Referring to FIG. 1, the object or sample 1 to be positioned is attached to a sample holder 2 which in turn is fixed to a block 3. Resting on a tilting knife 4 is one edge of the bottom side of block 3, while the other edge thereof is supported by a first spring 5. Tilting knife 4 and spring 5 rest on a common frame 6 of which one arm 7 supports an adjustment screw 8 which acts on a second spring 9 arranged between said screw 8 and the upper surface of block 3.
Since a scanning tunneling microscope was chosen for the explanation of positioning device in accordance with the invention, a tunnel tip 10 is mounted to a tripod 11 having three legs 12, 13 and 14 (leg 14 extending vertically into the plane of the drawing and not visible in FIG. 1), each leg being associated with one coordinate of an xyz coordinate system and having one end fixed to frame 6. The other ends of legs 12, 13 and 14 are connected in a common joint 15. The legs 12 . . . 14 of tripod 11 may, for example, consist of piezoelectric elements which can be caused to expand or contract by way of applying electric potentials to the electrodes they carry (not shown). Tripods of this type are known in the art, e.g., from IBM Technical Disclosure Bulletin Vol. 27, No.10B (1984) p.5976. With tunnel tip 10 mounted on an arm 16 of tripod 11, even fine-adjustment of the distance between tunnel tip 10 and sample 1 can be performed.
In FIG. 1, sample 1 is supported between two springs, 5 and 9. Depending on the ratio of the spring constants, i.e., with spring 5 being harder than spring 9, the resulting movement of sample 1 will be proportionally smaller than the movement of screw 8 when turned.
It is to be understood that the tilting action performed by block 3, as screw 8 is lowering and compressing spring 5, is so small that for the purposes of this invention the motion of sample 1 attached to block 3 can be considered linear, as opposed to occurring on a circle, as is mathematically correct.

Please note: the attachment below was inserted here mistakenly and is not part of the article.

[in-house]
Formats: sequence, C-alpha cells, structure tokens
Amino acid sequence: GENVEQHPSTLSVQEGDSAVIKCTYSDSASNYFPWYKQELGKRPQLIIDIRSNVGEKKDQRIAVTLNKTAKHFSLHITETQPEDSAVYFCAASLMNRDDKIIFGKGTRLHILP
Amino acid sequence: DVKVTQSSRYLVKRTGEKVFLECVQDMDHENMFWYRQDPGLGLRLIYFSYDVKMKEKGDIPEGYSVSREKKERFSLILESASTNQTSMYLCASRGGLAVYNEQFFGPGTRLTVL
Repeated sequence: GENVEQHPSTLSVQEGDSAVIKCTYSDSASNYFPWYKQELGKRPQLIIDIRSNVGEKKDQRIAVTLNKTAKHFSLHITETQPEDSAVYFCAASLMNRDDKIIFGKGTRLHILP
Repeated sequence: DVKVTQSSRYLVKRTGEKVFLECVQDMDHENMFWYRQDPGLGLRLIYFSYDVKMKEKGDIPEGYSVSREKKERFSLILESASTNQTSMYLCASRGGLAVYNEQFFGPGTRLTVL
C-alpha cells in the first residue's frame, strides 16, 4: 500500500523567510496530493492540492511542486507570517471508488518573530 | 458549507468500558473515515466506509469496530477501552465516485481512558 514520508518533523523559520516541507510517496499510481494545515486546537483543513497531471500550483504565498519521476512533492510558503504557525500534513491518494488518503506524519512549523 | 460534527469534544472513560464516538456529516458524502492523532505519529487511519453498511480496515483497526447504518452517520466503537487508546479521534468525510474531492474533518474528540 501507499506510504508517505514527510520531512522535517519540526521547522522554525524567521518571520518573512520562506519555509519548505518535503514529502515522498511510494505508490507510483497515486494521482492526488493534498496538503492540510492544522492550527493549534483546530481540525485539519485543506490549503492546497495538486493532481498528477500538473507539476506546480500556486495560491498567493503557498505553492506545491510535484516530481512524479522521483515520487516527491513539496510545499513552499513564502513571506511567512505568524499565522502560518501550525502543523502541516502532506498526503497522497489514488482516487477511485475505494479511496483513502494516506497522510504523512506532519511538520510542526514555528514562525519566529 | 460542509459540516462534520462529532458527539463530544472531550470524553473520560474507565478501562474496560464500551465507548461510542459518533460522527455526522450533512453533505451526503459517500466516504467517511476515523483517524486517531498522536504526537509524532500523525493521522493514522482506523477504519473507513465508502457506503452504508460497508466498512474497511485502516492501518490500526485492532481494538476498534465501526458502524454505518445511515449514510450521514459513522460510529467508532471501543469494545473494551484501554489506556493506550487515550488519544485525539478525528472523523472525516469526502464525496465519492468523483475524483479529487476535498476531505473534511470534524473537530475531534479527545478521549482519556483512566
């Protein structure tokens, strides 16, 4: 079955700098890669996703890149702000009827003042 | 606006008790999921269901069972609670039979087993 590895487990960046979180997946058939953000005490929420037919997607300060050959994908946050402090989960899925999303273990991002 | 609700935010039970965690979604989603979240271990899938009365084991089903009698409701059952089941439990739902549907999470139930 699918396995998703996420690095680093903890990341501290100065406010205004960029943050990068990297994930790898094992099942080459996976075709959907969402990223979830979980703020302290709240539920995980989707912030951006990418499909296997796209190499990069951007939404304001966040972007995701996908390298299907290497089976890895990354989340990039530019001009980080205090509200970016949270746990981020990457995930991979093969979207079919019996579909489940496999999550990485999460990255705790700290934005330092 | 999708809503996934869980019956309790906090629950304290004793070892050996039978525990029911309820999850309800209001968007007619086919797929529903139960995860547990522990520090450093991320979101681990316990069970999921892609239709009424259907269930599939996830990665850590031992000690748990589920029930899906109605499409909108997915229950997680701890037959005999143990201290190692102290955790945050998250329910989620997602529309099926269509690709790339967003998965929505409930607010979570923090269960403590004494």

One embodiment of the coarse-approach positioning device in accordance with FIG. 1 had an eigenfrequency against the tripod that was considered too low, leading to a tendency of propagating vibrations. This disadvantage can be overcome with a positioning device in accordance with FIG. 2.
Referring to FIG. 2, there is shown sample 1 held by a sample holder 2 which is attached to a block 17 that rests, along one edge, on a tilting knife 4. Block 17 is balanced between springs 5 and 9 which may have different spring constants as explained above. So far, this arrangement is similar to the embodiment in accordance with FIG. 1. The approach of sample 1 towards tunnel tip 10 down to a distance of about 2 micrometers may be controlled with an optical microscope, or by field-emission under ultra-high vacuum. When this distance is reached, spring 5 is complemented with a considerably harder spring which may take the form of a wedge 18 resting on frame 6.
By turning screw 8 and compressing springs 5 and 9, block 17, with its shoulder 19, will eventually touch down upon wedge 18 so that block 17 will become balanced between spring 9 and wedge 18, with spring 5 only contributing negligibly. Wedge 18 may, e.g., consist of rubber, or better viton, but in any case must have a spring constant at least one order of magnitude greater than spring 5. As screw 8 is now turned further, block 17 will be moving at a considerably slower pace than before.